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The Show Must Go On: Environmental Impact Report and Vision for the UK Festival Industry


Executive Summary

Powerful Thinking was established in 2010 as a not-for-profit industry group focused on tackling energy-related issues at festivals. It has provided a forum to support research, explore issues, and develop solutions, and has developed free-to-use resources which support festivals to reduce their environmental impacts. The release of this report recognises a broader aspiration in the group to tackle other sustainability-related issues the industry shares. The group had representation from over 250 festivals through membership organizations.

The Show Must Go On report was conceived as an industry response to the United Nations Framework Convention on Climate Change (UNFCCC) in Paris, 2015.

The report aims to:

•Outline the environmental impacts of the UK festival industry in an accessible format.

•Provide a robust basis for an industry-wide approach to reducing environmental impacts.

•Promote action.

With a view to meeting the UK national target of a 50% reduction in green house gas (GHG) emissions by 2025, the report brings together all known UK research and analyses the most comprehensive datasets available on the environmental impact of festivals. It  explores individual precedents and considers industry-wide scenarios for reductions. 

The report, based on 279 UK summer music festivals, finds that the industry is responsible for approximately:

•20 kilotonnes of C02e annually (onsite emissions).

•100 kilotonnes C02e annually, including audience travel.

•23,500 tonnes waste.

•5 million litres of diesel consumption.

Also that:

•Environmental responsibility is important to festivalgoers (according to audience survey data).

•5% of UK festivals are formally engaged with an environmental certification scheme. 

•Typical recycling rates are likely to be lower than 32%.

•Energy is typically 65% of a festival's onsite C02e footprint.

•Waste is typically 35% of a festival’s onsite C02e footprint.

•When including audience travel, onsite emissions are typically 20% of total festival-related emissions and audience travel accounts for up to 80%.

•There are significant blind spots for data on contractor and artist travel.

80% of festival organisers participating in the Industry Green Manifesto Survey (May 2015) stated that, ‘they are committed to improving performance,’ and that, 'the industry should work together towards shared standards.’ 

The top five priorities put forward by UK festival organisers, in order of priority are:

1 Sustainable approaches to energy. 

2 Standard approach to serve-ware and packaging. 

3 Use of reusable cups. 

4 A standard approach to waste management systems.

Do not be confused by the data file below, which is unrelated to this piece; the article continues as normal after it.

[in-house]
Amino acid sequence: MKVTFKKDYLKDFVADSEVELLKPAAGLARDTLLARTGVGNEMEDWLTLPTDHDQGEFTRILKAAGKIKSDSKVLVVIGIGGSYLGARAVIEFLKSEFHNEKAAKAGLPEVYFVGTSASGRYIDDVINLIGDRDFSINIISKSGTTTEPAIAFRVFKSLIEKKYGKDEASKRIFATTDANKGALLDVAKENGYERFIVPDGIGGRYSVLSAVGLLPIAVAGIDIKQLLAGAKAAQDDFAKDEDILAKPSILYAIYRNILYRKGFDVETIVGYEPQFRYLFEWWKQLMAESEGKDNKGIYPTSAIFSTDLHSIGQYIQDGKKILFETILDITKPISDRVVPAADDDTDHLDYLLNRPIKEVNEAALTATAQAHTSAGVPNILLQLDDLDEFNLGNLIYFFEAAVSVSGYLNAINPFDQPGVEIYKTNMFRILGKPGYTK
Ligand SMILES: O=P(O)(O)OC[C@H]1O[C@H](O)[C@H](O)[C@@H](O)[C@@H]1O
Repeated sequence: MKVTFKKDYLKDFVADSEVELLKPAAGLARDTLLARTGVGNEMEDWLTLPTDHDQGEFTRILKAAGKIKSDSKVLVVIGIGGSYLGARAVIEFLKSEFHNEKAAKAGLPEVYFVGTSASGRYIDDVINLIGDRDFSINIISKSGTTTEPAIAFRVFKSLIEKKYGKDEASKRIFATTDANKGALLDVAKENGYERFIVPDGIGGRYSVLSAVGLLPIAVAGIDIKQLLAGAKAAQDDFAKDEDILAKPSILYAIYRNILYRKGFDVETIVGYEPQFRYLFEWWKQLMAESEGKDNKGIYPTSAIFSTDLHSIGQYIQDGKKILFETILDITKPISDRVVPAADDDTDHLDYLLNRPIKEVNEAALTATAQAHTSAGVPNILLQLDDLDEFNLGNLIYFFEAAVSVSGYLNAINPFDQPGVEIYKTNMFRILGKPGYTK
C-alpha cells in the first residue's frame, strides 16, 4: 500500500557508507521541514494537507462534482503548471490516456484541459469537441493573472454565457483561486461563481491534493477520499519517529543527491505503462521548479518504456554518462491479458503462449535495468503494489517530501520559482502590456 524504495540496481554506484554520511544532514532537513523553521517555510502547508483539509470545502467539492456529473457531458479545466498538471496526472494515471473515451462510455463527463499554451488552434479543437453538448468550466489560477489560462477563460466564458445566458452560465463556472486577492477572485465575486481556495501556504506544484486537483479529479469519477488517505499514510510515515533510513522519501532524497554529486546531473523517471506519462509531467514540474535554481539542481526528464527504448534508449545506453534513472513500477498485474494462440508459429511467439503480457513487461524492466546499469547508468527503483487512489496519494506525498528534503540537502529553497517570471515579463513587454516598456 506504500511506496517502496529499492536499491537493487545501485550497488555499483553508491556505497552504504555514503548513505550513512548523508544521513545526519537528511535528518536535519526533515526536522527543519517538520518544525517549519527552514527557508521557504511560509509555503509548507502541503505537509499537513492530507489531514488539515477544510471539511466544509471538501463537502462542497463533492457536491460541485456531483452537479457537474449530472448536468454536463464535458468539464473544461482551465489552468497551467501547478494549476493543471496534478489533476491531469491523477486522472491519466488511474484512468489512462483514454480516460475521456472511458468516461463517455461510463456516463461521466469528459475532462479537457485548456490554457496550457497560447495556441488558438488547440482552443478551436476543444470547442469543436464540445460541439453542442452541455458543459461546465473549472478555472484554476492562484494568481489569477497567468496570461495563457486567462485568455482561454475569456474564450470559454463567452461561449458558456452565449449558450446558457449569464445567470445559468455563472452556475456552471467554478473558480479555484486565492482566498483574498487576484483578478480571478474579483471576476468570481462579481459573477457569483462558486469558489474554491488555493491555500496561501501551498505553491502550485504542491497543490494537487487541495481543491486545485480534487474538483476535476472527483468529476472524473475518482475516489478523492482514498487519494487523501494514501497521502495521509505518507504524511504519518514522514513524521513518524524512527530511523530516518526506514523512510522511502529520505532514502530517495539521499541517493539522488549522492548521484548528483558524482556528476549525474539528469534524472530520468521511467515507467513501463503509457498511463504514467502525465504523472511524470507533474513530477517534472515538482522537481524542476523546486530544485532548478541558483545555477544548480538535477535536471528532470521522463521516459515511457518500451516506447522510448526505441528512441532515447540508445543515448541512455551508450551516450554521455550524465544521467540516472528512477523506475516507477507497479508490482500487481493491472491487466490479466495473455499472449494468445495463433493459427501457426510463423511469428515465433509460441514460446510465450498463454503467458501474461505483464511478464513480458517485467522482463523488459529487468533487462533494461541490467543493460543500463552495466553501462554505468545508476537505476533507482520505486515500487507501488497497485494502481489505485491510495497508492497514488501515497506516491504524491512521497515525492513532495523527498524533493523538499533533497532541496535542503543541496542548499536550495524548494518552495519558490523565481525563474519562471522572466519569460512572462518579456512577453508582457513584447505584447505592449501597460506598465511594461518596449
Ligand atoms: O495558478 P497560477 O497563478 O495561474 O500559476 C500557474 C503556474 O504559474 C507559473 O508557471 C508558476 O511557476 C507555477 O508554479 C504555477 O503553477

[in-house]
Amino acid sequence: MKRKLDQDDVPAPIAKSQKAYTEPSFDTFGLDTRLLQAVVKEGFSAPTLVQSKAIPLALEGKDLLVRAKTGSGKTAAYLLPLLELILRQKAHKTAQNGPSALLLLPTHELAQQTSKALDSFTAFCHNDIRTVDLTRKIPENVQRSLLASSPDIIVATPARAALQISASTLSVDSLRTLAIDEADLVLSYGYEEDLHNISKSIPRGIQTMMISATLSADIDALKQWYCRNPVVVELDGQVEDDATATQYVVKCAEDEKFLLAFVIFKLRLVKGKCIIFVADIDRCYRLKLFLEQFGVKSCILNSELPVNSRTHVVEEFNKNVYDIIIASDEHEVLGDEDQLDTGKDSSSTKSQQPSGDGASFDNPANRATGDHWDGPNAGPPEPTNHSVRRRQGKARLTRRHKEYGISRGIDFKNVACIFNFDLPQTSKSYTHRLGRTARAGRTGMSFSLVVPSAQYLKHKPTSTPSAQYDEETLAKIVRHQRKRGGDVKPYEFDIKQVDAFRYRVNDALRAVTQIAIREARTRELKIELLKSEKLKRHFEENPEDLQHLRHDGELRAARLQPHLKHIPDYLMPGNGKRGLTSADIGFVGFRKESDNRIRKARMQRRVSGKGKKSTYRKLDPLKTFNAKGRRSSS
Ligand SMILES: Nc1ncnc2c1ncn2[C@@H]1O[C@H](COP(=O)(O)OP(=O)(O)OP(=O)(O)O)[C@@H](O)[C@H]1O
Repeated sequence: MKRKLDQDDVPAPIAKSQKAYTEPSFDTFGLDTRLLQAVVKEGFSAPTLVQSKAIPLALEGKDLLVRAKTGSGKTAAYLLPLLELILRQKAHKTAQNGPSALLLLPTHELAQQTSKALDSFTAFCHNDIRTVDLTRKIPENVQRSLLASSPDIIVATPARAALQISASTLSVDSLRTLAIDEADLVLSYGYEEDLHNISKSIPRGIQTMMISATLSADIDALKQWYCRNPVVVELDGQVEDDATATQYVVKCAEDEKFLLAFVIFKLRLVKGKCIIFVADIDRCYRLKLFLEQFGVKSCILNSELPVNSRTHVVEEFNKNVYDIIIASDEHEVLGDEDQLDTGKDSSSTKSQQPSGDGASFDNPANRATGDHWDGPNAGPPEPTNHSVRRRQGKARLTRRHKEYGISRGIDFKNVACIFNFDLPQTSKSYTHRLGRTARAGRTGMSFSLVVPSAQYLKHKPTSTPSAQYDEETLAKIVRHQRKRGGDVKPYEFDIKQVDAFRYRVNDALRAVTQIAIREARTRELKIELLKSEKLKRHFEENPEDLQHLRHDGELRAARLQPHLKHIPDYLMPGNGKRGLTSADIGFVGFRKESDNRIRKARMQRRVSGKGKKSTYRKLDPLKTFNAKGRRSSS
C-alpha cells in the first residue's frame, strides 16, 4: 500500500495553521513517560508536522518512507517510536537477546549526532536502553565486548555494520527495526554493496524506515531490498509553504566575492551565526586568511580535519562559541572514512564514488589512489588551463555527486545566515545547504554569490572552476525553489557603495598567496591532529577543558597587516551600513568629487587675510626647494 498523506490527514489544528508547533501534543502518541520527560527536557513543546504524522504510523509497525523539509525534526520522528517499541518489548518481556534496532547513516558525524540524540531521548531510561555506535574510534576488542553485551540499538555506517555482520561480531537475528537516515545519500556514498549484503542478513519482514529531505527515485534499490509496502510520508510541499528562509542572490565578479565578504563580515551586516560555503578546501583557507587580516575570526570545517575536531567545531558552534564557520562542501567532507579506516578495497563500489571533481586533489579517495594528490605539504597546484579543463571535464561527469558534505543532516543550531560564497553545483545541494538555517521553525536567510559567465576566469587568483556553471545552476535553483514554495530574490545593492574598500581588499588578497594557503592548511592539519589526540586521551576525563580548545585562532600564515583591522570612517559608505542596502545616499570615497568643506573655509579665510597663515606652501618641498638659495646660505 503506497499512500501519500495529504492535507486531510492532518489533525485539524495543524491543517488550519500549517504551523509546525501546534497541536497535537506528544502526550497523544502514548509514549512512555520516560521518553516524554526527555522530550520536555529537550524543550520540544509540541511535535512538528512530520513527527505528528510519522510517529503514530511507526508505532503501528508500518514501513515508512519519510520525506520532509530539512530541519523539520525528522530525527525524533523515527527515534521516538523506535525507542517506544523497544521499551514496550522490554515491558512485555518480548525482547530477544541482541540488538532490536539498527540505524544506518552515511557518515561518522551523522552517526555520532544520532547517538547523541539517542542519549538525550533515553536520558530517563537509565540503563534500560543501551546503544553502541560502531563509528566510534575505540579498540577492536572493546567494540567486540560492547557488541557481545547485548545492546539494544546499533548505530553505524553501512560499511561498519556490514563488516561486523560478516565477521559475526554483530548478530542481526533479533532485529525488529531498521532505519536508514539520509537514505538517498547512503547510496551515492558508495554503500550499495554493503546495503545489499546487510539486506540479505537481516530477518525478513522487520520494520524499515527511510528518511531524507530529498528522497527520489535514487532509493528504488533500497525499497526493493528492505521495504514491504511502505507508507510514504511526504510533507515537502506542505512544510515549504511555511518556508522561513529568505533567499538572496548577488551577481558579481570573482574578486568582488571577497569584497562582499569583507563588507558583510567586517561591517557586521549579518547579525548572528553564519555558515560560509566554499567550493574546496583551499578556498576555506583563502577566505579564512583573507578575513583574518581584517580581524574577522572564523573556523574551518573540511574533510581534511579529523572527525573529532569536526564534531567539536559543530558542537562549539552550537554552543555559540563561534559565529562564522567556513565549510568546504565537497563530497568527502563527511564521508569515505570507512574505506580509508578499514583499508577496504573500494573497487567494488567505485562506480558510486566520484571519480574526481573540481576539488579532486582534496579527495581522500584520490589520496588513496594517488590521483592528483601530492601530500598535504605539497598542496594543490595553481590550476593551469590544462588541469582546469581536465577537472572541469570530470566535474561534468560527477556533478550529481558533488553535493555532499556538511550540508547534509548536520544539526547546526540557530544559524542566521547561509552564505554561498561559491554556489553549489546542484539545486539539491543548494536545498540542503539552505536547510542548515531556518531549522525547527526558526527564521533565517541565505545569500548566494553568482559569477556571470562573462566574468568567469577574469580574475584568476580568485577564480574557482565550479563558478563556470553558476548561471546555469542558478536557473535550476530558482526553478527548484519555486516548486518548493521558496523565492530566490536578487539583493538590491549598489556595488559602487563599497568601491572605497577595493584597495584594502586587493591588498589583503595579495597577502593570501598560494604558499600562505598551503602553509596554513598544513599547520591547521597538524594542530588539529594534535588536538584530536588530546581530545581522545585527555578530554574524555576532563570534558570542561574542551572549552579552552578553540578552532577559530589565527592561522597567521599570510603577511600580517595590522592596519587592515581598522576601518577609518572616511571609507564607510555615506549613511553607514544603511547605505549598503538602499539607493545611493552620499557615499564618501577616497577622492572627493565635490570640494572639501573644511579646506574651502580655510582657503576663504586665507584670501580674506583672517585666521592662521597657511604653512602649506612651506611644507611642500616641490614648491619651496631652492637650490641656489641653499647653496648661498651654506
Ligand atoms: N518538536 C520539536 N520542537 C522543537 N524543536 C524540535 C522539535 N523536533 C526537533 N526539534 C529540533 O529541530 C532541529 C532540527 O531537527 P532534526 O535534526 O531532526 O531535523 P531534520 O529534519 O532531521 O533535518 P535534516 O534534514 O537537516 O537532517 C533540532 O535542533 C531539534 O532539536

5 Sustainable travel policies. 

Through modelling carbon impact scenarios for different reduction measures, and exploring precedents, the report finds that the industry can realistically reduce its annual global GHG emissions by 50% within 10 years through incremental changes to:

•Reduce diesel consumption by 50%, through efficiency and alternatives.

•Achieve 55%  recycling rates.

•Increase car occupancy and shared transport options.

Fear of increased costs, lack of internal resources and the time to make changes, along with lack of expertise in sustainable approaches are the three most common reasons for festivals not adopting sustainable practices. When asked what support would help festivals organisers to make changes, the three areas of focus put forward were: 

•Training for the management team.

•Opportunities to share and exchange knowledge with other organisers.

•Case studies showing how practices have improved sustainability.

Festival Vision:2025 aims to galvanise the existing commitment in the festival industry to act together on climate change by setting out clear aims and the beginnings of a roadmap for action.

Festivals can reduce their environmental impacts and play a valuable and inspiring role in shaping a positive future. This will be made much easier, more cost-effective and successful if we work together as an industry, and begin to resource an industry body which can support and guide this process through:

•Research, development and coordination of free-to-use resources — including support and partnerships with existing industry initiatives.

•The provision of objective and qualified advice and training to the industry on a not-for-profit basis.

•Annual industry reports to track progress.

•Nurturing the collective aspiration.

The Festival Vision:2025 Pledge aims to bring together those festivals who wish to take action. Please consider joining the growing number of committed festival organisers by signing the Festival Vision:2025 Pledge at: www.powerful-thinking.org.uk/vision2025. 

This report and vision initiative was included in a briefing on international creative responses to climate change, submitted along with a letter signed by cultural leaders and artists, to Christiana Figeuras, Executive Secretary at the UNFCCC, at COP 21 in Paris 2015. 


To read the full report, click HERE


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Powerful Thinking

December 1, 2015
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